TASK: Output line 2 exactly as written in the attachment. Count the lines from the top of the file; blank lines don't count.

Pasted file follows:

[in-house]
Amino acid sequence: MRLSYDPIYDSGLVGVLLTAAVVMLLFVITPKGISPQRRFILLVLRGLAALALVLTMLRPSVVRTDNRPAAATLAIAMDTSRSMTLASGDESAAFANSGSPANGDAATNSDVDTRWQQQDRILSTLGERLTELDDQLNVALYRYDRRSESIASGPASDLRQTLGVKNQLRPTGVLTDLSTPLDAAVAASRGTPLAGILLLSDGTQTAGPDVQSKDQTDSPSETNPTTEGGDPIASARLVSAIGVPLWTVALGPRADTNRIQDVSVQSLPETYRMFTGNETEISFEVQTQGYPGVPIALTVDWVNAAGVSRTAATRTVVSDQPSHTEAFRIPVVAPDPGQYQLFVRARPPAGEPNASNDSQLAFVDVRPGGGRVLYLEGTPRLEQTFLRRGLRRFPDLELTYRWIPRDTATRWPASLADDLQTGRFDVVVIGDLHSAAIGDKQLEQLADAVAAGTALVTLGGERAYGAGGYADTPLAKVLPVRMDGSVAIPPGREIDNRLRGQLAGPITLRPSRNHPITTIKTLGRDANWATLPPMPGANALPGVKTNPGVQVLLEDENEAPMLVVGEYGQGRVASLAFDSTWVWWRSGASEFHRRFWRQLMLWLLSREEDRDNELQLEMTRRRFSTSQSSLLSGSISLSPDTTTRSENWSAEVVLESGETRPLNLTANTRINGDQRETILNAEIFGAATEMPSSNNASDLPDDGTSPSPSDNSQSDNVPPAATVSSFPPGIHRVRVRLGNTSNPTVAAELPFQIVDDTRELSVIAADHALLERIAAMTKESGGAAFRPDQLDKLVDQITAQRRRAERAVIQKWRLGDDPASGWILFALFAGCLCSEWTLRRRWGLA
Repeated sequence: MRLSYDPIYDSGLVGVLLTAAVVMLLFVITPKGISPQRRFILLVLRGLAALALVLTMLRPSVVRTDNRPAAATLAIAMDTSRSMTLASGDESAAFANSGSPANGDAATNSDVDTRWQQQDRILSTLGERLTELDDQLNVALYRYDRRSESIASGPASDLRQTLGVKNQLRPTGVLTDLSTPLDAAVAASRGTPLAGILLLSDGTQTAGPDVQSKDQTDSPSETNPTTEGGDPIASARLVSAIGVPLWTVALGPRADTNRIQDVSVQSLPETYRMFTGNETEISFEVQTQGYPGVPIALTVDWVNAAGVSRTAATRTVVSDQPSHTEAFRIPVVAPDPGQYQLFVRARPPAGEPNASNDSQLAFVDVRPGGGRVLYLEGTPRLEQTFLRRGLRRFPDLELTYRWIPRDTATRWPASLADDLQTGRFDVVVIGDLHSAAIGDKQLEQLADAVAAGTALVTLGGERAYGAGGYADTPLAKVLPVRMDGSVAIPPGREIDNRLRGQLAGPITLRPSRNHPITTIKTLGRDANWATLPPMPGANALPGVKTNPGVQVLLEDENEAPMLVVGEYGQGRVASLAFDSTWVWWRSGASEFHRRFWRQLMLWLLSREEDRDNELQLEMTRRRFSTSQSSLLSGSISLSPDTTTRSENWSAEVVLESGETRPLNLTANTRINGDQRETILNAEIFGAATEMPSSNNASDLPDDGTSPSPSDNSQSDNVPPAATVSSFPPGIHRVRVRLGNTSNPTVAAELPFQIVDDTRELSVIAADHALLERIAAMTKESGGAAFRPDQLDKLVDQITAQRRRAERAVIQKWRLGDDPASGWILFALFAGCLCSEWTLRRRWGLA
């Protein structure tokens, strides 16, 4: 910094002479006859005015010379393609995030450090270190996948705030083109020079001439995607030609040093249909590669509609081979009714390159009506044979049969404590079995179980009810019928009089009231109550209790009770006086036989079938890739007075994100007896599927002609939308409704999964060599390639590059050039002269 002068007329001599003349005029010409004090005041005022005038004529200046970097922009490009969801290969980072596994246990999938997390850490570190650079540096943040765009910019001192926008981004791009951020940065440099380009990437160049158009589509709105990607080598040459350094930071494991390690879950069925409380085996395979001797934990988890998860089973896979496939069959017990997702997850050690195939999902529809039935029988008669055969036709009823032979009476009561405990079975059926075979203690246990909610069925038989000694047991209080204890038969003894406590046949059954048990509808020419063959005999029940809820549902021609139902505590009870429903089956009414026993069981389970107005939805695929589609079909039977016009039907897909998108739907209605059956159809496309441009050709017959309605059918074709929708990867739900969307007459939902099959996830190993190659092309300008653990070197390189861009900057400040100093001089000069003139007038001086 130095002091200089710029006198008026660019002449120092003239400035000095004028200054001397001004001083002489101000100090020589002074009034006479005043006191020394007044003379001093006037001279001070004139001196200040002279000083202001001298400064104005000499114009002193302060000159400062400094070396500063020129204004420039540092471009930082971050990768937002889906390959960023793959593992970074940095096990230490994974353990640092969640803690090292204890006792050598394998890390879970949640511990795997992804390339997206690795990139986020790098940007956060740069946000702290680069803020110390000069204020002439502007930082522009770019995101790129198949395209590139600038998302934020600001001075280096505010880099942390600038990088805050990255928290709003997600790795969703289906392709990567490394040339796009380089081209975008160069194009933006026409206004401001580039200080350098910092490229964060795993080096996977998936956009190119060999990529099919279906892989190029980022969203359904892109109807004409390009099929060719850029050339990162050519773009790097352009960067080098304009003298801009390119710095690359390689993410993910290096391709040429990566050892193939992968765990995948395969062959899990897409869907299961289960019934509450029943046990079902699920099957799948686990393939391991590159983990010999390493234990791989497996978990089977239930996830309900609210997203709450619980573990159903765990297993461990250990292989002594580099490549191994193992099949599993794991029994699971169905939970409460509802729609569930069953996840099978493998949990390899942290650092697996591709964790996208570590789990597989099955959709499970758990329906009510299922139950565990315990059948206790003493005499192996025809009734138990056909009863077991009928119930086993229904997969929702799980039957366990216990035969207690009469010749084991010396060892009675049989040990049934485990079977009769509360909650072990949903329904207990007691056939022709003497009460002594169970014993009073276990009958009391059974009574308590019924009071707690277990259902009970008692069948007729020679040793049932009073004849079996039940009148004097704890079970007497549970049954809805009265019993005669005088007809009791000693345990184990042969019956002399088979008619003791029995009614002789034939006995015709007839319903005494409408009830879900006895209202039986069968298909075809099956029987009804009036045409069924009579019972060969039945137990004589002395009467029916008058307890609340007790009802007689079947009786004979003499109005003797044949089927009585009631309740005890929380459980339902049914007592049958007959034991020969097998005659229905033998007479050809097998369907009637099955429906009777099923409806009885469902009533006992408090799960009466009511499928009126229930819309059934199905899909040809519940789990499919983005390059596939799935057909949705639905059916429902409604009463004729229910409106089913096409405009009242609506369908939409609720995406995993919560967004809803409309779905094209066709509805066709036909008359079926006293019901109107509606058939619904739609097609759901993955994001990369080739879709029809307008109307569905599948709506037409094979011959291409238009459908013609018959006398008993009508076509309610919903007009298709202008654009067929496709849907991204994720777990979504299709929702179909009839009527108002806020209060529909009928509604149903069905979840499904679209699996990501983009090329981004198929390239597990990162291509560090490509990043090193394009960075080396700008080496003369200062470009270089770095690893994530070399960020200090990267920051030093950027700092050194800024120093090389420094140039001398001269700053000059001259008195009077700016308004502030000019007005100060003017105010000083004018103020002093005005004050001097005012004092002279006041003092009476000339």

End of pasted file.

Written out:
Amino acid sequence: MRLSYDPIYDSGLVGVLLTAAVVMLLFVITPKGISPQRRFILLVLRGLAALALVLTMLRPSVVRTDNRPAAATLAIAMDTSRSMTLASGDESAAFANSGSPANGDAATNSDVDTRWQQQDRILSTLGERLTELDDQLNVALYRYDRRSESIASGPASDLRQTLGVKNQLRPTGVLTDLSTPLDAAVAASRGTPLAGILLLSDGTQTAGPDVQSKDQTDSPSETNPTTEGGDPIASARLVSAIGVPLWTVALGPRADTNRIQDVSVQSLPETYRMFTGNETEISFEVQTQGYPGVPIALTVDWVNAAGVSRTAATRTVVSDQPSHTEAFRIPVVAPDPGQYQLFVRARPPAGEPNASNDSQLAFVDVRPGGGRVLYLEGTPRLEQTFLRRGLRRFPDLELTYRWIPRDTATRWPASLADDLQTGRFDVVVIGDLHSAAIGDKQLEQLADAVAAGTALVTLGGERAYGAGGYADTPLAKVLPVRMDGSVAIPPGREIDNRLRGQLAGPITLRPSRNHPITTIKTLGRDANWATLPPMPGANALPGVKTNPGVQVLLEDENEAPMLVVGEYGQGRVASLAFDSTWVWWRSGASEFHRRFWRQLMLWLLSREEDRDNELQLEMTRRRFSTSQSSLLSGSISLSPDTTTRSENWSAEVVLESGETRPLNLTANTRINGDQRETILNAEIFGAATEMPSSNNASDLPDDGTSPSPSDNSQSDNVPPAATVSSFPPGIHRVRVRLGNTSNPTVAAELPFQIVDDTRELSVIAADHALLERIAAMTKESGGAAFRPDQLDKLVDQITAQRRRAERAVIQKWRLGDDPASGWILFALFAGCLCSEWTLRRRWGLA